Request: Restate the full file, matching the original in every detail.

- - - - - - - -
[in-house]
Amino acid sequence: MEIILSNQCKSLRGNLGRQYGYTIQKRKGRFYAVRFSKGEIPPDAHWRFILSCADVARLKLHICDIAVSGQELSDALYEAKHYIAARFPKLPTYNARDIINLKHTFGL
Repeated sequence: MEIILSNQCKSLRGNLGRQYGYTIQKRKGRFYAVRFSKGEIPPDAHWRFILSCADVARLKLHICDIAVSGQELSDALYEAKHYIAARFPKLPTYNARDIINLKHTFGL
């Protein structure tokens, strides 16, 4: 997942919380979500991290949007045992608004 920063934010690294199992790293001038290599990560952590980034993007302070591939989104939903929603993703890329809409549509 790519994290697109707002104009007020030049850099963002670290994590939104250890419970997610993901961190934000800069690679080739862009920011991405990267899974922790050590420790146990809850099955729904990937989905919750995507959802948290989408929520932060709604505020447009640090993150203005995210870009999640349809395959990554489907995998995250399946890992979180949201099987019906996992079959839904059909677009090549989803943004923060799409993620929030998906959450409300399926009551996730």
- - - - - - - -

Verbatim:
[in-house]
Amino acid sequence: MEIILSNQCKSLRGNLGRQYGYTIQKRKGRFYAVRFSKGEIPPDAHWRFILSCADVARLKLHICDIAVSGQELSDALYEAKHYIAARFPKLPTYNARDIINLKHTFGL
Repeated sequence: MEIILSNQCKSLRGNLGRQYGYTIQKRKGRFYAVRFSKGEIPPDAHWRFILSCADVARLKLHICDIAVSGQELSDALYEAKHYIAARFPKLPTYNARDIINLKHTFGL
């Protein structure tokens, strides 16, 4: 997942919380979500991290949007045992608004 920063934010690294199992790293001038290599990560952590980034993007302070591939989104939903929603993703890329809409549509 790519994290697109707002104009007020030049850099963002670290994590939104250890419970997610993901961190934000800069690679080739862009920011991405990267899974922790050590420790146990809850099955729904990937989905919750995507959802948290989408929520932060709604505020447009640090993150203005995210870009999640349809395959990554489907995998995250399946890992979180949201099987019906996992079959839904059909677009090549989803943004923060799409993620929030998906959450409300399926009551996730």